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In February 2018, a blowout at a fracked natural gas well in Belmont County, Ohio forced around 100 nearby residents to flee their homes, as The New York Times reported. Now, a study published in the Proceedings of the National Academy of Sciences Monday has revealed that the local incident had major implications for the global climate crisis.
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Methane emissions are a far more powerful greenhouse gas than carbon dioxide – about 28 times more powerful. And they have been rising steadily since 2007. Now, a new study has pinpointed the African tropics as a hot spot responsible for one-third of the global methane surge, as Newsweek reported.
Former Secretary of State John Kerry has put together a group of more than 60 celebrities, politicians and military leaders to launch his World War Zero, an initiative with a mission of "making the world respond to the climate crisis the same way we mobilized to win World War II," as CNN reported.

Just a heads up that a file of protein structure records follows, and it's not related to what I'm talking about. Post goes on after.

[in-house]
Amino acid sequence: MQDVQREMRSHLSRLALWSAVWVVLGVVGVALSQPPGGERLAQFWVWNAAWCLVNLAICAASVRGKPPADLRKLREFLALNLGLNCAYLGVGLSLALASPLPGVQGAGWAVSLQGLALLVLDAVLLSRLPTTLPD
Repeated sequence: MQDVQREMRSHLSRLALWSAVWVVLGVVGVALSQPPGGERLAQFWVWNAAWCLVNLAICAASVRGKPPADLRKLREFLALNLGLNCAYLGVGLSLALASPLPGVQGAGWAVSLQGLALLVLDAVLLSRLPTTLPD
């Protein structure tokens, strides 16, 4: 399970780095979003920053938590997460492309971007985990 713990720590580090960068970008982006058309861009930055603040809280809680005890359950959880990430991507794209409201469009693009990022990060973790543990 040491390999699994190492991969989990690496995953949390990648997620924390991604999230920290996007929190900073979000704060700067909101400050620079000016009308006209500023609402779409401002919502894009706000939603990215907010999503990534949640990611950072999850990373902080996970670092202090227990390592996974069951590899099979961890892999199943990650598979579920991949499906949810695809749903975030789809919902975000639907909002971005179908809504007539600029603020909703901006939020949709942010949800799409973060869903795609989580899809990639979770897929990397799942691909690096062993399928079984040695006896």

New Zealand politicians reached across the aisle this week to pass a historic bill aiming to get the country to zero emissions by 2050 and fulfill its commitments under the Paris agreement.
Russian scientists on an Arctic expedition have discovered, for the first time, methane "boiling" on the surface of the water that is visible to the naked eye. Forget high-tech detection devices, the methane is so pronounced that it can be scooped from the water in buckets, as Newsweek reported.
A fracked natural gas well in northwest Louisiana has been burning for two weeks after suffering a blowout. A state official said the fire will likely burn for the next month before the flames can be brought under control by drilling a relief well.
By Jake Johnson
Amid dire scientific warnings that the international community must act immediately to slash greenhouse gas emissions, President Donald Trump's U.S. Environmental Protection Agency (EPA) is reportedly set to take another step in the opposite direction Thursday by unveiling a rule that would gut restrictions on the fossil fuel industry's methane pollution.
By Julia Conley
New research by a scientist at Cornell University warns that the fracking boom in the U.S. and Canada over the past decade is largely to blame for a large rise in methane in the earth's atmosphere — and that reducing emissions of the extremely potent greenhouse gas is crucial to help stem the international climate crisis.